John Dingell Hailed by Automakers and Politicians on Both Sides

(Bloomberg) -- The “Big Three” automakers, labor unions, environmental activists, Republicans and Democrats alike praised the legacy of Michigan Democrat John Dingell, the longest serving member of Congress in U.S. history who died Thursday at age 92.

UAW, the union for autoworkers championed by Dingell, said the former congressman was a “rare accessible hero that would fight for our paychecks, our health care, our labor rights and our civil and human rights.”

John Dingell Hailed by Automakers and Politicians on Both Sides

General Motors Co. Chief Executive Officer Mary Barra tweeted that Dingell’s “dedication to the auto industry and Michigan are undisputed and we will miss his unifying voice and wry sense of humor.”

Ford Motor Co. Executive Chairman Bill Ford called Dingell a friend and adviser who sought to find common ground even on the thorniest of issues. “His passing is a reminder that we need more leaders who are willing to find compromise and bring people together for the greater good,” Ford said.

Dingell’s death united both Democrats and Republicans in praise of the long-time lawmaker. Michigan Governor Gretchen Whitmer, a Democrat, said all politicians could learn from Dingell "in this divisive time."

Former President George W. Bush, a Republican, said he spoke to Dingell earlier today, to thank him for his service to the country "and for being an example to those who have followed him into the public arena." Republican National Committee Chairwoman Ronna McDaniel, herself a Michigander, said in a statement that the nation is mourning "the passing of a legend."

Former President Barack Obama said Dingell’s life is a reminder that change “does not always come with a flash, but instead with steady, determined effort.” Obama praised Dingell’s role in fighting for the Civil Rights Act, rescuing the U.S. auto industry during the financial crisis, creating Medicare and then, decades later, sitting alongside him at the 2010 signing of the Affordable Care Act.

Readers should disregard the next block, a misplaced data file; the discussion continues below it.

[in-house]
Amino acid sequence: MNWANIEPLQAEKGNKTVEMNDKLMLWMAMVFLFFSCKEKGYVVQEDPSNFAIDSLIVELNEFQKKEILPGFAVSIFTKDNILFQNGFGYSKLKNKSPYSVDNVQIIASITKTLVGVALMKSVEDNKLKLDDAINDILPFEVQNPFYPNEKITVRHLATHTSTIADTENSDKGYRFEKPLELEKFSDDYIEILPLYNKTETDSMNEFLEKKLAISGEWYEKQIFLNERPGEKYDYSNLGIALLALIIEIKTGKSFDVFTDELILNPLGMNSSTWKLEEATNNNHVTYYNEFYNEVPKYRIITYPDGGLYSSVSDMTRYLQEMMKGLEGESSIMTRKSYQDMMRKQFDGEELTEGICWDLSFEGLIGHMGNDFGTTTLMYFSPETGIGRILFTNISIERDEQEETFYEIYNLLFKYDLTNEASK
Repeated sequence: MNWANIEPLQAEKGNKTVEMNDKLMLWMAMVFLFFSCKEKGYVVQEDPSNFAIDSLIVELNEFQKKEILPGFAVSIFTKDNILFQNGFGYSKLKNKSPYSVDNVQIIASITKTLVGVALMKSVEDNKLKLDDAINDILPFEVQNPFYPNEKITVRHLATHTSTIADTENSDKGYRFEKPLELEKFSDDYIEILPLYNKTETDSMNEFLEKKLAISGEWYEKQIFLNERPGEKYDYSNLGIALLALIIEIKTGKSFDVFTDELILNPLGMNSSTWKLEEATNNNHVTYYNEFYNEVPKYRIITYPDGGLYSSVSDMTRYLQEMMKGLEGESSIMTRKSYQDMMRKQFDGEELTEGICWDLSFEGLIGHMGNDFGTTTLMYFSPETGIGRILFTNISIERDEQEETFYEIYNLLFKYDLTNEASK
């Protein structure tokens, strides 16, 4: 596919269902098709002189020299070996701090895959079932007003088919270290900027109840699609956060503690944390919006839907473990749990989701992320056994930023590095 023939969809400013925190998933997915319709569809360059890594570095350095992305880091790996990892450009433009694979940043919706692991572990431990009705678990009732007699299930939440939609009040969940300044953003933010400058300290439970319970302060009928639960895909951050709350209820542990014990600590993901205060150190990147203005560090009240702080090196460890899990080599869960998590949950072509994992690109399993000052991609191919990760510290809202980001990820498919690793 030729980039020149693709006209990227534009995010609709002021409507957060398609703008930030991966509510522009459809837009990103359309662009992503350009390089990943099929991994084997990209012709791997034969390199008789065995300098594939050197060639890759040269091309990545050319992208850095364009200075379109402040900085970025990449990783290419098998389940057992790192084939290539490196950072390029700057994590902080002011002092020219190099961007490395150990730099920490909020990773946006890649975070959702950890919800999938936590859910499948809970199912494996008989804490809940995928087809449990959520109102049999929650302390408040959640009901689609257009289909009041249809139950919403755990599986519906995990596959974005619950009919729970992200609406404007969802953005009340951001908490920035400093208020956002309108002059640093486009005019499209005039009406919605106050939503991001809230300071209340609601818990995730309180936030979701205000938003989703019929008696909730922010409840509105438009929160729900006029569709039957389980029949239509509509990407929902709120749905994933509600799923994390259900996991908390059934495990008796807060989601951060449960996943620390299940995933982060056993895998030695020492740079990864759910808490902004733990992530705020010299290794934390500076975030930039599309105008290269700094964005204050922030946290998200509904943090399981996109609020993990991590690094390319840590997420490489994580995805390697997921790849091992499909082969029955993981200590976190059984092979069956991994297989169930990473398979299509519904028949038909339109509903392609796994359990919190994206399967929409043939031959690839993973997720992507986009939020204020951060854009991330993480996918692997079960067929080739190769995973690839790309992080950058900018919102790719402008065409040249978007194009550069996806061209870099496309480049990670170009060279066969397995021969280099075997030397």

House Speaker Nancy Pelosi said Dingell “leaves a towering legacy of unshakable strength, boundless energy and transformative leadership,” while former Vice President Joe Biden said Dingell earned his title of Dean of the House "not just because he was there the longest - but because he led with great moral courage and vision."

Natural Resources Defense Council, an environmental group usually at odds with car makers and Republicans, said Americans have lost “someone who played a leadership role in many of our foundational laws that continue to protect the environment and public health. He helped create the Clean Water Act, the Endangered Species Act and the National Environmental Policy Act. What a legacy.’’

Dingell was also known for his love of the University of Michigan, which awarded him an honorary degree in 2015. His Twitter account in its final days interspersed the usual biting criticism of political foes with praise for the Michigan men’s basketball team and cheers of ‘Hail’ and ‘Go Blue.’

University of Michigan President Mark Schlissel in a statement praised Dingell, saying "we will miss him dearly, but his impact will endure."

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